“We covered the Exploited, Sex Pistols, the Clash,” says Chassol. “I was also listening to the Cure a lot.”

Another interest was jazz, which he had developed an ear for at the age of 12 but began studying at 17. Doing so with an Argentinian teacher named Sergio Gruz.

I feel that everything is culture; I don’t think for instance that I have predispositions for music

“He made me see music in a different way,” he says. “In the freer way that jazz allows.”

Chassol was also learning how to summarise harmonies in his jazz lessons with Gruz. “He taught me jazz voicings that I’m still using today. I spent two, nearly three years, when I was 18-20, working on those chords for 10 hours a day.”

At 20, he left the conservatory – having spent 16 years there. For six years after, he worked as an arranger and musician. Then in 2002, he was given a scholarship to study at Berklee College of Music, Boston. “I did orchestration and composition. My mind was free because I wasn’t working as a musician then.”

After Berklee, Chassol went on tour with the French group Phoenix. While touring with the group, he met the Martiniquan drummer Lawrence Clais. He would later collaborate with Clais on all of his ultrascores. “He knows how to find the inner-rhythm of things,” says Chassol. “He’s a drum machine.”

When he had finished touring with Phoenix, Chassol moved to LA in 2004. A year later he returned to Paris, after losing his parents to the plane crash.

Back in Paris, he began developing his newly realised concept of the ultrascore.

Ultrascores
After experimenting with videos from Youtube, Chassol decided to create his own footage. With his own video material, he would then have matter to compose music around.

We were coming back from the shoots crying

His first destination was New Orleans, during Mardi Gras, where he shot the marching bands. Though at this point, the idea of the ultrascore was still fresh.

“It was rough,” he recalls. “But I had already practiced with videos before. I already knew how to harmonise. For editing, the process just got better.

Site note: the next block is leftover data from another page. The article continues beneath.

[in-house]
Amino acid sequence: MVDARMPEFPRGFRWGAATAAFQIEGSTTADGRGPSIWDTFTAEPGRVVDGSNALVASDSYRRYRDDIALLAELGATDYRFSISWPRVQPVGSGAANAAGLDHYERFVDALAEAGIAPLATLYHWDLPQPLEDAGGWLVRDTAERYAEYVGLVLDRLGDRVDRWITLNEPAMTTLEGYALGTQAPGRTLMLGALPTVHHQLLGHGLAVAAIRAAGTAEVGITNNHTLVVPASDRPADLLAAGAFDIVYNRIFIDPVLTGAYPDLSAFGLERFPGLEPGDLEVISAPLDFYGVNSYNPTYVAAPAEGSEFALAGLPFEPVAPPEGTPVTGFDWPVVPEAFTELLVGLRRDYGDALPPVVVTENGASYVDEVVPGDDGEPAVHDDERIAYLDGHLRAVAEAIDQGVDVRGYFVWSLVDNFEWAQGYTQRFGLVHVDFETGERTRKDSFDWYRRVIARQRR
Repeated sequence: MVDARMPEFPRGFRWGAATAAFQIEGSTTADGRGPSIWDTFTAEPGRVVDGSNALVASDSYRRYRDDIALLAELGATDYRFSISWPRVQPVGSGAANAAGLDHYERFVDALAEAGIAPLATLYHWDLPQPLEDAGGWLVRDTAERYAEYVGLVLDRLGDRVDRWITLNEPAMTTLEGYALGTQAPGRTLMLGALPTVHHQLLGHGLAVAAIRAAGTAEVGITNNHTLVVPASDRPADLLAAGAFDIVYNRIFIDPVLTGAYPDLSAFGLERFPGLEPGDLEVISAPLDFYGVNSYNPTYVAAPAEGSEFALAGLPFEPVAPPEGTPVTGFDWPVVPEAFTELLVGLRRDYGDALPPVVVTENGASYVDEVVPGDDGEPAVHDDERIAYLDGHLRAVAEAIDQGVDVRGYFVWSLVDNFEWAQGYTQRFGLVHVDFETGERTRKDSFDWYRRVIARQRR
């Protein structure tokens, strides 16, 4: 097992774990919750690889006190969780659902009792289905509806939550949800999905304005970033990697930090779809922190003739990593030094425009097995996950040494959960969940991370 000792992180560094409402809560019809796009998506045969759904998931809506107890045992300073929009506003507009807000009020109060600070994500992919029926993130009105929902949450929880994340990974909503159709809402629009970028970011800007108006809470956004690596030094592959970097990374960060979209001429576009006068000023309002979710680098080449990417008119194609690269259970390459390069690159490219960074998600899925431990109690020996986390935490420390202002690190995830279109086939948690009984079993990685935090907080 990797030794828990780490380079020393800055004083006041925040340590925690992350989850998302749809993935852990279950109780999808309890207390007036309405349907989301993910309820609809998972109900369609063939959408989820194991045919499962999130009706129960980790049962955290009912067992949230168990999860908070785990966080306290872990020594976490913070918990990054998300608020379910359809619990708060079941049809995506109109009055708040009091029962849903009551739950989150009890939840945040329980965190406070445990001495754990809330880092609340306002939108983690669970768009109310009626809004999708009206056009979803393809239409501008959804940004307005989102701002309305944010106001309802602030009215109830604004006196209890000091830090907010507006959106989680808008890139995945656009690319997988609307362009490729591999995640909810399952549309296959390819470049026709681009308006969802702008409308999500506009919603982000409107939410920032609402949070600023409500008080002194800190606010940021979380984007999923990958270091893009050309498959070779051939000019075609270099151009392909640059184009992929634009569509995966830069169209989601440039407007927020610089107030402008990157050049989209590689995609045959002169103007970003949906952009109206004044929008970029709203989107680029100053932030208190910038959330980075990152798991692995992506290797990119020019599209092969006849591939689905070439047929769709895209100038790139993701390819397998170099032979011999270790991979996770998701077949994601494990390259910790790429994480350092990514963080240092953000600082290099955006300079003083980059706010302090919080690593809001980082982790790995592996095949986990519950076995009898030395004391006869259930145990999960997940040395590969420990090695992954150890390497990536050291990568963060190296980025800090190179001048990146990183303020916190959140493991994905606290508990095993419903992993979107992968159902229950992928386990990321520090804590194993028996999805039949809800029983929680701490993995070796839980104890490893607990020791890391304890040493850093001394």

“When I was out there, I had to improvise something musical with them [singing etc]. Sometimes I would write chords for them before filming.”

In other instances, Chassol and his small team would look for musical moments they could manipulate in the edit. Such as a panning shot of a marching band, which Chassol created a harmonised loop around. “I feel that making a frame can be easy,” he says. “Everything can be interesting within a frame.”

Aside from trying to work out the practice of the ultrascore, Chassol also experienced other difficulties on the field.

“We were coming back from the shoots crying,” he recalls. “The houses had crosses on them from the number of dead people. This was after Hurricane Katrina [in 2005] but the people were extra-strong.”

While it was hard work, the result of Chassol’s graft in New Orleans paid off. He had created his first ultrascore Nola Chérie in 2011.

The following year in July, Chassol visited Calcutta and Varanasi. Inspired by the likes of Ravi Shankar and Hariprasad Chaurasia, as well as documentaries on India by Louis Malle and Johan van der Keuken.

Filming sitarists, dancers, the Ganges and local children, he then created his second ultrascore Indiamore.

Nature
“To my father, his country was very important,” says Christophe Chassol. “And he used to feel that my sister and I were not rooted in our culture because he raised us in Paris.

This Caribbean culture, I had to get it from my heart

“I mean, we had white friends, we were watching white movies and listening to the Cure. Imagine, a guy with a pale face moaning. It doesn’t fit with the vibe of Martinique.”

So in March 2014, Chassol set off to the island to create his third ultrascore Big Sun. Nearly 10 years after his parents had passed away.

“This Caribbean culture, I had to get it from my heart. For Big Sun, I think I did something that I like a lot. I’m good with the West Indies now.”
A particular element to this third ultrascore is its structure. The inspiration for which goes back to when Chassol was 18.

Before leaving the conservatory, he had attended philosophy classes at Le Sorbonne. Which he continued till he was 22.

“For me, philosophy was such a refreshing topic” he recalls. “It provided me with a new way of thinking and helped my perception. It taught me how to ask questions well, while not necessarily having the answers.”

Of particular interest were the pantheistic ideas of 17th century Dutch philosopher Baruch Spinoza. Explained in his posthumously published text Ethics.

“I was really moved by Spinoza’s conception of nature,” he says. “He replaces the word God with Nature.”

For Big Sun, Chassol partly implemented these ideas.

“It is divided into three parts,” he says. “Nature (birds etc), Culture (language, dominos) and then the Synthesis of Nature and Culture (the carnival scene at the end). It is a typical dissertation structure.

“Nature and culture are two big things in philosophy. Myself, I feel that everything is culture. I don’t think for instance that I have predispositions for music.

“This is how I feel about life. It is just structures.”